• 1955 --- RCA paid the unheard of sum of $25,000 to Sam Phillips of Memphis, TN for the rights to the music of a truck driver from Tupelo, Mississippi: Elvis Presley. Thanks to negotiations with Elvis’ manager, Colonel Tom Parker, RCA tossed in a $5,000 bonus as well -- for a pink Cadillac for Elvis’ mother.

  • 1957 --- The Miles Davis Quintet debuted with a jazz concert at Carnegie Hall in New York City.

  • 1963 --- John Fitzgerald Kennedy, the 35th president of the United States, is assassinated while traveling through Dallas, Texas, in an open-top convertible. First lady Jacqueline Kennedy rarely accompanied her husband on political outings, but she was beside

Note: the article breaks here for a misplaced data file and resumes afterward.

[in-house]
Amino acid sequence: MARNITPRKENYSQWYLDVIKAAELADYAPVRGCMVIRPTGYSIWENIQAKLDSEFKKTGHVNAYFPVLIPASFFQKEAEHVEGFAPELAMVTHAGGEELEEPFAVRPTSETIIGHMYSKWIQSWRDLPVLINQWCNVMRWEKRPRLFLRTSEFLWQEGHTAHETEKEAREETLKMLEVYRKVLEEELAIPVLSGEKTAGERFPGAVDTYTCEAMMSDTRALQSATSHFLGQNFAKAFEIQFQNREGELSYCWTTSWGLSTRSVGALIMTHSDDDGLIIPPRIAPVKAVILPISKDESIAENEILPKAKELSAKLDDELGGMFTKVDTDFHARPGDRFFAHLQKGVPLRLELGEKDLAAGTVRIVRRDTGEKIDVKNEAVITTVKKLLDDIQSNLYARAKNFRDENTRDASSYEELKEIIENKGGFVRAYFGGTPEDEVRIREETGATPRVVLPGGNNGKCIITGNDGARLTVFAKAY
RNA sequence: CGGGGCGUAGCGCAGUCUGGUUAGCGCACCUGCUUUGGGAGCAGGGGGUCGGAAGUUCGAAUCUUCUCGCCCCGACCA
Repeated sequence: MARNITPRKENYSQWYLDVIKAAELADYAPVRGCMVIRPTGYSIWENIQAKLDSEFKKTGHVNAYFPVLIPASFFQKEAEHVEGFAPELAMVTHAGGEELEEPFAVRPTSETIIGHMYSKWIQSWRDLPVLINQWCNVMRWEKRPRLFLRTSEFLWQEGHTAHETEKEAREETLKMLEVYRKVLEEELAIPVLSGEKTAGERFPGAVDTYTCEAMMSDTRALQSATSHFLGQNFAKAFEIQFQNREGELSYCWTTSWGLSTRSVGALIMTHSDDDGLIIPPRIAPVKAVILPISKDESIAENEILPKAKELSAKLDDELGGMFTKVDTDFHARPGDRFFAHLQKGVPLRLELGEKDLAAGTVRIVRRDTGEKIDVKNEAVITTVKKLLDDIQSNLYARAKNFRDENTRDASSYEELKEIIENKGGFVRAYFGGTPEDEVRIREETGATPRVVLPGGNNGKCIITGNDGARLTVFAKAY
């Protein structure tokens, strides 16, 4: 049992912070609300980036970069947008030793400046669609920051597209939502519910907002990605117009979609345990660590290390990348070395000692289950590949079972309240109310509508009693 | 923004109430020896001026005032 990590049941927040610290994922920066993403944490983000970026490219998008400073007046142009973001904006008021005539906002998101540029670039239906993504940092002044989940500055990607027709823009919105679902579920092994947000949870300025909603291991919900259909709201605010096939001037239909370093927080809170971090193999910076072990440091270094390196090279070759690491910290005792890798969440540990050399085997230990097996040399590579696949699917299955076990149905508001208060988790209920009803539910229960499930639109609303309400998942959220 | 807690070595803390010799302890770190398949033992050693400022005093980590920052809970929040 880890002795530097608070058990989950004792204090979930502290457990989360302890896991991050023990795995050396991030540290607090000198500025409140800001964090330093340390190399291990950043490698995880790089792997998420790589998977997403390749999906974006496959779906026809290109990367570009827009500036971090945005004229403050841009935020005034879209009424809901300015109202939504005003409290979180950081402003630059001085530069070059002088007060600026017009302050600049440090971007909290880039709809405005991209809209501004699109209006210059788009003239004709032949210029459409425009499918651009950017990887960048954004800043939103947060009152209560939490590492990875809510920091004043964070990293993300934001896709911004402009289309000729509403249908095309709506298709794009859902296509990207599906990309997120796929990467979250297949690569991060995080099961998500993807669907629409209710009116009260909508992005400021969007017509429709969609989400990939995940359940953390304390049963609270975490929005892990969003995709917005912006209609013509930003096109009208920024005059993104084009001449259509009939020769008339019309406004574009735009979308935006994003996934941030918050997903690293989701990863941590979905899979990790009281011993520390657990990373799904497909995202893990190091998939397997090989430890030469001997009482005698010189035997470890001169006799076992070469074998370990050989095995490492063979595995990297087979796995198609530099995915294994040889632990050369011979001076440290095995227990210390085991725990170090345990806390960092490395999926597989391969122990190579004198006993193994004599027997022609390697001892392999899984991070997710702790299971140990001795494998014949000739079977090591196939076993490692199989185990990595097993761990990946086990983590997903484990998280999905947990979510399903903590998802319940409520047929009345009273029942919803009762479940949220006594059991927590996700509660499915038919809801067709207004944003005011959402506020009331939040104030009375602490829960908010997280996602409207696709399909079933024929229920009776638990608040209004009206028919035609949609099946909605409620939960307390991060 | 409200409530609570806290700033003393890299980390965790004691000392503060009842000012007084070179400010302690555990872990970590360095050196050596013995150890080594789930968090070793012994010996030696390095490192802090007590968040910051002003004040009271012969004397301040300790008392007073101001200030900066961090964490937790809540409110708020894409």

him, along with Texas Governor John Connally and his wife, for a 10-mile motorcade through the streets of downtown Dallas on November 22. Sitting in a Lincoln convertible, the Kennedys and Connallys waved at the large and enthusiastic crowds gathered along the parade route. As their vehicle passed the Texas School Book Depository Building at 12:30 p.m., Lee Harvey Oswald allegedly fired three shots from the sixth floor, fatally wounding President Kennedy and seriously injuring Governor Connally. Kennedy was pronounced dead 30 minutes later at Dallas' Parkland